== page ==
ALDI Confirms Fulton Store Will Prevail Despite Contractor Abandoning Demolition

The condition of the section of the former Nestles site designated to Aldi supermarket, on the corner of Fay and S. Fourth Streets as of May 8, 2017.

The condition of the section of the former Nestles site designated to Aldi supermarket, on the corner of Fay and S. Fourth Streets as of May 8, 2017.

FULTON, NY – A representative of the global supermarket chain, Aldi, has confirmed that the impending store location in Fulton will prevail despite the city’s demolition contractor backing out of the commitment to demolish the former Nestles site in its entirety.

“We will still pursue the Fulton, NY location with plans for a grand opening in late fall,” said Aldi representative Aaron Sumida, Tully Division Vice President.

Fulton Mayor Ronald Woodward Sr. was adamant that Aldi’s interest had not waivered despite recently developed news of the contractor, Infinity Enterprises, backing out of their commitment to demolish the former Nestles site of Fulton and he remains optimistic of the project’s future.

Infinity agreed to clear the 24 acre site located at 555 S. Fourth St. in October of 2015, offering to complete the project at no cost to the city, only rights to all salvageable material on the site.

This became one of the issues that caused the abrupt stop to the project after 75% of the buildings on the site had been taken down, according to Mayor Woodward.

“It was a combination of two things,” Woodward explained. “First, the bid was based on reselling the scrap steel within the property, the cost for that is the lowest it’s ever been so it’s no longer financially beneficial to him. Second, his asbestos license ran out at the end of April. He’s reapplied but has not yet cleared anything.”

As per the original deal, Infinity began the project with priority on the roughly 2 acre site designated for Aldi on the corner of Fay and South Fourth streets. The contractor has abandoned the project after having removed all buildings from the Aldi site.

The remaining work to ensure the site is build ready for Aldi includes removing debris left on the site and bringing the site to grade.

City officials are connecting with local trucking contractors to accept bids to remove the debris from site and bring it to the landfill, as well as negotiating with National Contracting to bring the site to grade.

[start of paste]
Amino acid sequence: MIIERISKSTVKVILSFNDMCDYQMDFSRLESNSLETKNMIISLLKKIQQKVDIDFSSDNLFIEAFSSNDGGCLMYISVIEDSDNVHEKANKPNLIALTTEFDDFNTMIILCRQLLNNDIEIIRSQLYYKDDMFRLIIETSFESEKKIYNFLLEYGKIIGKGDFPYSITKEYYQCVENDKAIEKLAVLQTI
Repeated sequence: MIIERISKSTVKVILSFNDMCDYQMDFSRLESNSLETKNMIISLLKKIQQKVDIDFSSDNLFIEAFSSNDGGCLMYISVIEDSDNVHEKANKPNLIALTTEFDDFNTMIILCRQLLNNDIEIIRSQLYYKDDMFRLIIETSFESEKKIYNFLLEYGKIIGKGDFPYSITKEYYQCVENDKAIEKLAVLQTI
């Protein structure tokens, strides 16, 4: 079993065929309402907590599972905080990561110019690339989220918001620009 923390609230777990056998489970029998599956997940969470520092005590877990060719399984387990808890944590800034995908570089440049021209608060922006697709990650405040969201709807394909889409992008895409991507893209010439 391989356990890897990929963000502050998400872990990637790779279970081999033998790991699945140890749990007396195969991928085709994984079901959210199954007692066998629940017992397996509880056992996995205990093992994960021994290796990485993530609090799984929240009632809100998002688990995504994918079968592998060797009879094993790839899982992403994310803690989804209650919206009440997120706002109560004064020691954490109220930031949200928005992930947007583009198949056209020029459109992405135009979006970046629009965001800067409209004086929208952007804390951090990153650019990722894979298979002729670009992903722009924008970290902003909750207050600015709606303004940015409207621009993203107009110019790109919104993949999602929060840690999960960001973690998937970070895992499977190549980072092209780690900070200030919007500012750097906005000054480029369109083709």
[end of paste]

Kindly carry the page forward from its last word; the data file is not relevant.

The city had previously purchased “a couple hundred thousand” dollars worth of fill at a discounted price from Infinity Enterprises to be used to bring the site to grade. The crushed brick can be used as fill for the parking area intended for Aldi while gravel will be used as fill for the building after having been screened.

Woodward said the costs associated with new contractors could be taken off the sale price for Aldi just as the sale price was previously reduced $100,000 after discovering that Aldi will need to purchase pilings, bringing the sale price to $350,000.

However, the city recently bonded for $700,000 for demolition of city owned properties that could be used for the former Nestles site as well.

Mayor Woodward is hopeful to have received all bids by the end of the week, noting that there has been interest from some local contractors as well as some contractors that are not local.

At this point, the focus remains on developing the site designated to Aldi before moving on to the remaining buildings left standing on the 24 acre site.

One remaining structure, a building to the south that does not line State Route 481, may remain standing as Woodward said he believes it to be in usable condition given some work.

However, the remaining building that does line State Route 481 must be taken down within three months after the contract closes with Aldi, a project that will be bid separately at that time, Woodward said.

Ultimately, Mayor Woodward is not displeased with the course of demolition and is optimistic of the site’s continued demolition.

“If we had paid this contractor four million dollars, people would be happy but because he offered to do it for free, people will complain. I always question the way of thinking when it comes to that. We are the only community around that has taken on a project of this size. I couldn’t see 24 acres of vacant buildings just sitting for 20 more years, that’s not good for the city,” he said.